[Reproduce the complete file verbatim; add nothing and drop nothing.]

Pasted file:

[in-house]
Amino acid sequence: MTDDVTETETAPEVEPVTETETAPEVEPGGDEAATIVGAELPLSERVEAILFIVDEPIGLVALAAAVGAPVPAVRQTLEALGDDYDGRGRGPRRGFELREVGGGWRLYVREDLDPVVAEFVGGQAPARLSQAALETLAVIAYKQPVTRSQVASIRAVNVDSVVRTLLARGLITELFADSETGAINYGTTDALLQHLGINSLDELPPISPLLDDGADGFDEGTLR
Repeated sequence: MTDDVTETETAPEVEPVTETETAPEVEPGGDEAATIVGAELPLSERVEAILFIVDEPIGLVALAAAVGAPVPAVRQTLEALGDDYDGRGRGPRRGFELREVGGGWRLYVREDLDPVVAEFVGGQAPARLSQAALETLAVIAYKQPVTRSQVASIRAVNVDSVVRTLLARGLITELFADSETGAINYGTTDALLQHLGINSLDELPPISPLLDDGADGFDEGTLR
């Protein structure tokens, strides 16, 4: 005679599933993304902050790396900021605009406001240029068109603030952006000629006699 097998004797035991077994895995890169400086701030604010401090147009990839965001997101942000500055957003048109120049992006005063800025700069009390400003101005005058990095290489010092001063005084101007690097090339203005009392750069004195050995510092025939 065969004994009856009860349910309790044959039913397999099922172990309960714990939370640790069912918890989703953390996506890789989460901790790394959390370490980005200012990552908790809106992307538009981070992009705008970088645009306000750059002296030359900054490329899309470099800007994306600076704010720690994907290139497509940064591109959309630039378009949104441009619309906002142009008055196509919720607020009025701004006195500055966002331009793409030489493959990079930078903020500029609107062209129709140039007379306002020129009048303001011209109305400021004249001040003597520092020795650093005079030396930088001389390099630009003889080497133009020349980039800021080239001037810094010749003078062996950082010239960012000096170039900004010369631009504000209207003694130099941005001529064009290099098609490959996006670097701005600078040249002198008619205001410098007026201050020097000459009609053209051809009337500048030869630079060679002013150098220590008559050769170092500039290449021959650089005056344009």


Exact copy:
[in-house]
Amino acid sequence: MTDDVTETETAPEVEPVTETETAPEVEPGGDEAATIVGAELPLSERVEAILFIVDEPIGLVALAAAVGAPVPAVRQTLEALGDDYDGRGRGPRRGFELREVGGGWRLYVREDLDPVVAEFVGGQAPARLSQAALETLAVIAYKQPVTRSQVASIRAVNVDSVVRTLLARGLITELFADSETGAINYGTTDALLQHLGINSLDELPPISPLLDDGADGFDEGTLR
Repeated sequence: MTDDVTETETAPEVEPVTETETAPEVEPGGDEAATIVGAELPLSERVEAILFIVDEPIGLVALAAAVGAPVPAVRQTLEALGDDYDGRGRGPRRGFELREVGGGWRLYVREDLDPVVAEFVGGQAPARLSQAALETLAVIAYKQPVTRSQVASIRAVNVDSVVRTLLARGLITELFADSETGAINYGTTDALLQHLGINSLDELPPISPLLDDGADGFDEGTLR
């Protein structure tokens, strides 16, 4: 005679599933993304902050790396900021605009406001240029068109603030952006000629006699 097998004797035991077994895995890169400086701030604010401090147009990839965001997101942000500055957003048109120049992006005063800025700069009390400003101005005058990095290489010092001063005084101007690097090339203005009392750069004195050995510092025939 065969004994009856009860349910309790044959039913397999099922172990309960714990939370640790069912918890989703953390996506890789989460901790790394959390370490980005200012990552908790809106992307538009981070992009705008970088645009306000750059002296030359900054490329899309470099800007994306600076704010720690994907290139497509940064591109959309630039378009949104441009619309906002142009008055196509919720607020009025701004006195500055966002331009793409030489493959990079930078903020500029609107062209129709140039007379306002020129009048303001011209109305400021004249001040003597520092020795650093005079030396930088001389390099630009003889080497133009020349980039800021080239001037810094010749003078062996950082010239960012000096170039900004010369631009504000209207003694130099941005001529064009290099098609490959996006670097701005600078040249002198008619205001410098007026201050020097000459009609053209051809009337500048030869630079060679002013150098220590008559050769170092500039290449021959650089005056344009």